Singapore Airlines is planning to launch a corporate frequent flyer programme later this year.
Subhas Menon, the carrier’s European vice president, who revealed the news to Business Traveller, said the programme has yet to be named.
Corporate frequent flyer programmes allow small or medium sized enterprises (SMEs) to earn benefits from the flights taken by their employees, in addition to the miles or tier points earned by those individual travellers.
SIA is a member of Star Alliance, but is not one of the 11 members of the alliance’s Partner Plus Benefit programme (those members are Air Canada, All Nippon Airways, Austrian Airlines, Brussels Airlines, Eurowings, Germanwings, LOT Polish Airlines, Lufthansa, Swiss International Air Lines, TAP Portugal, United Airlines).
Menon said: “Our corporate frequent flyer programme is being designed and we will launch later this year. There is no title for it yet, but we are progressively improving our website and when the time is right we will launch the new programme.”
SIngapore Airlines is currently trialling a new website – to have a look click here.
SIA has two loyalty programmes for individual flyers — Kris Flyer and Priority Passenger Scheme.
Commenting on the changes many airlines have made to move frequent flyer programmes over to a more revenue-based earnings and rewards (see news, January 30), Menon said: “We were one of the last airlines to launch a frequent flyer programme, but long before that we had a recognition programme which was only for first and business class passengers – the Priority Passenger Scheme.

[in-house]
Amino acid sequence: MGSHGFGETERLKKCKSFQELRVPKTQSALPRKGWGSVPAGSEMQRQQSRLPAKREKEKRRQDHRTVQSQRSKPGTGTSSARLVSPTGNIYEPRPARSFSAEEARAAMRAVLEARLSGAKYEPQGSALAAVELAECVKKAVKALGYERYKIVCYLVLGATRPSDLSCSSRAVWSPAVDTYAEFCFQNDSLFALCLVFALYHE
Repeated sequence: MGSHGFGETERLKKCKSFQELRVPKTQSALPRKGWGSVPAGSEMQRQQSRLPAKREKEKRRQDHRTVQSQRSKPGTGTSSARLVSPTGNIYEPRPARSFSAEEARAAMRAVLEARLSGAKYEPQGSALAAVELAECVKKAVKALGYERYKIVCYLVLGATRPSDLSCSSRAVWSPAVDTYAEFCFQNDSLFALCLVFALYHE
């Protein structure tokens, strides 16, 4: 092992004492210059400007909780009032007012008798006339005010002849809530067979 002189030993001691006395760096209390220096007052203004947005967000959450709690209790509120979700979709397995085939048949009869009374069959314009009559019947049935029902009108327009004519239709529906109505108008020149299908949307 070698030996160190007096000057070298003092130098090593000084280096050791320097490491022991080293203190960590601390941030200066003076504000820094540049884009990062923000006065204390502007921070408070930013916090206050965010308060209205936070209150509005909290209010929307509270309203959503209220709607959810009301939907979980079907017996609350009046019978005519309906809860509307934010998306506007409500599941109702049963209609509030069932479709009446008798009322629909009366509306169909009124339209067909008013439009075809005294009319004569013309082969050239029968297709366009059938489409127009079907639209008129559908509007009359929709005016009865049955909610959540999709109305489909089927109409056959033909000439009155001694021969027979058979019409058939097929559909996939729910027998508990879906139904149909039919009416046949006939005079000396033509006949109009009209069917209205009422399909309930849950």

“This was only for recognition and that has been converted into a revenue-basis.
“We would like the entire programme [including Kris Flyer] to be revenue-based, and that will happen progressively, but we have to match what’s happening in other Star Alliance airlines.”
Menon said there was a necessity for this to happen within the airline industry since “the numbers of entitled members in these programmes are ballooning and airlines have to fine tune the programmes because the lounges can’t cope”.
He said that SIA does not have this problem with its own programmes, and added that “no drastic changes” would be made.
“As an example of that, the new premium economy being introduced this year allows members to earn 110 per cent compared with what they earn in economy,” he said.